Former Youth and Sports Minister, Elvis Afriyie Ankrah, is advocating for a legal regime that will limit private persons sponsoring the electoral campaigns of political parties.
Government officials he said, sometimes intentionally pass questionable deals just to help these people to recoup what they invested in the parties.
“Check all the corruption related cases; from BOST to whatever, check, it is linked to campaign financing; there is always a financier there. Why, you think we are foolish people? Why is it that sometimes you ask yourself that ‘which sensible person will sign this contract, or will agree to this deal?’ Haven't you asked yourself that question? It is because our hands are tied,” he said Tuesday, at the auditorium of the University of Ghana Law School.
Afriyie Ankrah was contributing to a discussion at the national conference on rethinking political leadership in Ghana sponsored by the Friedrich Ebert Foundation.
Afriyie Ankrah, who was removed from the Youth and Sports Ministry following a botched world cup campaign in Brazil in 2014.
He was also cited in Joy News investigations into corruption allegations in the award of contracts at erstwhile Ghana Youth Employment and Entrepreneurial Agency (GYEEDA), an agency his ministry had supervisory jurisdiction over.
Speaking at the forum, Mr Afriyie Ankrah said it was “almost unconscionable” to overlook persons who contribute to the political campaigns when the political party they funded comes to power.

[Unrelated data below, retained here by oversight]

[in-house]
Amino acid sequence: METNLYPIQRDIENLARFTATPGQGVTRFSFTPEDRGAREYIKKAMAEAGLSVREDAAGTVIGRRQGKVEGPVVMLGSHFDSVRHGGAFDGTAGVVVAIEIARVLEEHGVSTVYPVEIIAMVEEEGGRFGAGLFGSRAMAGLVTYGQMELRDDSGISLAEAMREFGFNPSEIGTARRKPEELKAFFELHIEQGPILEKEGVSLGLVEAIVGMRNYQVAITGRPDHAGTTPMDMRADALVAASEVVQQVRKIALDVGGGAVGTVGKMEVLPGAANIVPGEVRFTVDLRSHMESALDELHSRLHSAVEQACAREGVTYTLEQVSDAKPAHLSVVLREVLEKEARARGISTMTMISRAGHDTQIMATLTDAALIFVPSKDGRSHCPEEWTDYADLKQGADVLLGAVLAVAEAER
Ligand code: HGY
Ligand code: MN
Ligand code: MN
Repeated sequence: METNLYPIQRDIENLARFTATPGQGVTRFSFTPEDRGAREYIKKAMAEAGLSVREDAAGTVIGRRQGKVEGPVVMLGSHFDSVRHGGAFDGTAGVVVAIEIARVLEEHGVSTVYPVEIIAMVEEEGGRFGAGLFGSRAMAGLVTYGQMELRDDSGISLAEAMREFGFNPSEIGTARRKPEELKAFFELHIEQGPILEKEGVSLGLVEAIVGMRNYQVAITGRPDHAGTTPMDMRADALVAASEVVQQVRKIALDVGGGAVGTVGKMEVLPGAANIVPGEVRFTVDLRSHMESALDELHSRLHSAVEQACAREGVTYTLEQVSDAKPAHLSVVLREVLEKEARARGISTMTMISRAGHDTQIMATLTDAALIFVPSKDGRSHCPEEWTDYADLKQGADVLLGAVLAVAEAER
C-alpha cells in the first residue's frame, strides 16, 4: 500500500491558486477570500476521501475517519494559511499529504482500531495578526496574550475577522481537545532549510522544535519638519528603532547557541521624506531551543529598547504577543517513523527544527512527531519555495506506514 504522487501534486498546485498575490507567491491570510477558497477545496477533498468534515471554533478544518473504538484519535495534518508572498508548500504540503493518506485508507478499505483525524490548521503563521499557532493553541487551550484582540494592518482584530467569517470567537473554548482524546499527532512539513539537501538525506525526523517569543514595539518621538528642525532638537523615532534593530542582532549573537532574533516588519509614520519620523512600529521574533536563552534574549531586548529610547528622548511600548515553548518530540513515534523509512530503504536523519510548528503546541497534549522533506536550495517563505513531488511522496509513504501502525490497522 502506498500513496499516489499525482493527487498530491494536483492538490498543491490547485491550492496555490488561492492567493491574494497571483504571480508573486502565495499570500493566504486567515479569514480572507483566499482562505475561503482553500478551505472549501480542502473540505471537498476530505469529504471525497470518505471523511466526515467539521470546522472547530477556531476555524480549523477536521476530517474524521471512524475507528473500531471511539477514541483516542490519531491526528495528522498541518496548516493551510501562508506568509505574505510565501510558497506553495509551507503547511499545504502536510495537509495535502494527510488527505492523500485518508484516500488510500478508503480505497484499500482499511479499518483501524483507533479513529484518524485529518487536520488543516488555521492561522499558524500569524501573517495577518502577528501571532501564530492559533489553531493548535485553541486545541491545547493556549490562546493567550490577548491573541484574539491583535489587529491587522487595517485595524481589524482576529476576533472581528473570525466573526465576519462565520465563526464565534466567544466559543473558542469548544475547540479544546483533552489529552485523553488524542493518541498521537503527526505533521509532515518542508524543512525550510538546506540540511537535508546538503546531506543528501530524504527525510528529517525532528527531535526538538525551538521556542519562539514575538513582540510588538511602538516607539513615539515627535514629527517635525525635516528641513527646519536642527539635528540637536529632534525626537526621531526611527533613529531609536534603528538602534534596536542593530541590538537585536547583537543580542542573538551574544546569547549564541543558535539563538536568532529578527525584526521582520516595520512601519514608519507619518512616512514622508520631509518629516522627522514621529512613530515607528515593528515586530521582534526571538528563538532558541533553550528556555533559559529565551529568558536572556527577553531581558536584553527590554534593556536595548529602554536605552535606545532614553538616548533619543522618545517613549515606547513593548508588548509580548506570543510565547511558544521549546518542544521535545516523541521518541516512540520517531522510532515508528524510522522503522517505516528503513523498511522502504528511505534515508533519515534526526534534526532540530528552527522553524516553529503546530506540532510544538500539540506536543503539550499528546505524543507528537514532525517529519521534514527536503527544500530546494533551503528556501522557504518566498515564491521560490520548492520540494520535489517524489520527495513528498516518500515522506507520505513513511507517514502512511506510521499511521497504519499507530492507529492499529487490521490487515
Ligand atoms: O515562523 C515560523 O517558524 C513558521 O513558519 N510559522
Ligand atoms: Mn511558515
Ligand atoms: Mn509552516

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Speaking Wednesday on the Super Morning Show on Joy FM, Afriyie Ankrah revealed that one of the tasks given him in 2014 by then President John Mahama as Youth and Sports Minister, was to clean up the mess in GYEEDA. However, “the people that supported you, funded you, ...are the ones you have to deal with.”
He said, dealing with such persons also brings a lot of pressure both from the political party in government as well as from the opposition party since such persons usually spend on the activities of the two major political parties- National Democratic Congress (NDC) and the New Patriotic Party (NPP).
“People who have given you T-shirts and money and other things and now you are dealing with them. It was almost unconscionable but it had to be done and in the process, some of us almost lost our lives.
“Because then, there are pressures [from] within and without because you are cutting off the source of funding for both parties [NDC, NPP] so they will come after you. So we have created a system that legitimises and institutionalises the corruption and then we say we want to deal with the corruption,” he explained.
The solution, according to the 2012 Campaign Coordinator of President John Mahama, is “to deal with the system. When you deal with the system, then you will no longer have to deal with this awkward situation where you will go and collect money from the person and when you come to power you have to investigate the person or pretend to investigate the person…”
The former Deputy NDC National Organiser who has had “practical experiences of what it takes to run an election,” lamented the odious amounts of money needed for internal party elections, as well as national elections.
“We have created a system where out of curiosity we have to spend millions, billions of money every four years to run an election…that is the system we [politicians] have created,” he told Daniel Dadzie, host of the Show.
He, however, says now is the time for the nation to have an honest but difficult conversation over this issue and reduce the huge amounts of money political parties spent on advertisements and buying logistics every four years when elections are held.
That will reduce the influence individuals have on politicians for sponsoring their campaign activities, he recommended.
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